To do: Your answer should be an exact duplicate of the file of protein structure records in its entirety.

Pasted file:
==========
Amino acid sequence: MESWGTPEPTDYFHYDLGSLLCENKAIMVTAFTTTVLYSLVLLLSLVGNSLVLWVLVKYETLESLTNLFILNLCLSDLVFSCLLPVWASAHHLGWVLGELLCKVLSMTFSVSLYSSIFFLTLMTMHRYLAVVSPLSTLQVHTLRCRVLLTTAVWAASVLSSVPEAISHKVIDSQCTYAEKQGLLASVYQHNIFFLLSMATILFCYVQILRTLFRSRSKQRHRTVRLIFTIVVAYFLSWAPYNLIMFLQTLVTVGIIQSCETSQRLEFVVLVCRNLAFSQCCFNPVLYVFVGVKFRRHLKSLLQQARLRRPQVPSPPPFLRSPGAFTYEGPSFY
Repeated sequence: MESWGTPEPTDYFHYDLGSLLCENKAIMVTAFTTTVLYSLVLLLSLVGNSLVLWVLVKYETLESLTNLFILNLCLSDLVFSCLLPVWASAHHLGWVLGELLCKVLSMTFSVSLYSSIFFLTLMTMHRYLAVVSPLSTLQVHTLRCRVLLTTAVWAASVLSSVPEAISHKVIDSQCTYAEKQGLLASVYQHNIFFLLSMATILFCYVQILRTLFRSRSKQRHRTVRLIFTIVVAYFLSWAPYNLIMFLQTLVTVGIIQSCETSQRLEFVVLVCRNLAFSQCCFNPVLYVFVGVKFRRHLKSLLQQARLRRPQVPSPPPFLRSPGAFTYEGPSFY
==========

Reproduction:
Amino acid sequence: MESWGTPEPTDYFHYDLGSLLCENKAIMVTAFTTTVLYSLVLLLSLVGNSLVLWVLVKYETLESLTNLFILNLCLSDLVFSCLLPVWASAHHLGWVLGELLCKVLSMTFSVSLYSSIFFLTLMTMHRYLAVVSPLSTLQVHTLRCRVLLTTAVWAASVLSSVPEAISHKVIDSQCTYAEKQGLLASVYQHNIFFLLSMATILFCYVQILRTLFRSRSKQRHRTVRLIFTIVVAYFLSWAPYNLIMFLQTLVTVGIIQSCETSQRLEFVVLVCRNLAFSQCCFNPVLYVFVGVKFRRHLKSLLQQARLRRPQVPSPPPFLRSPGAFTYEGPSFY
Repeated sequence: MESWGTPEPTDYFHYDLGSLLCENKAIMVTAFTTTVLYSLVLLLSLVGNSLVLWVLVKYETLESLTNLFILNLCLSDLVFSCLLPVWASAHHLGWVLGELLCKVLSMTFSVSLYSSIFFLTLMTMHRYLAVVSPLSTLQVHTLRCRVLLTTAVWAASVLSSVPEAISHKVIDSQCTYAEKQGLLASVYQHNIFFLLSMATILFCYVQILRTLFRSRSKQRHRTVRLIFTIVVAYFLSWAPYNLIMFLQTLVTVGIIQSCETSQRLEFVVLVCRNLAFSQCCFNPVLYVFVGVKFRRHLKSLLQQARLRRPQVPSPPPFLRSPGAFTYEGPSFY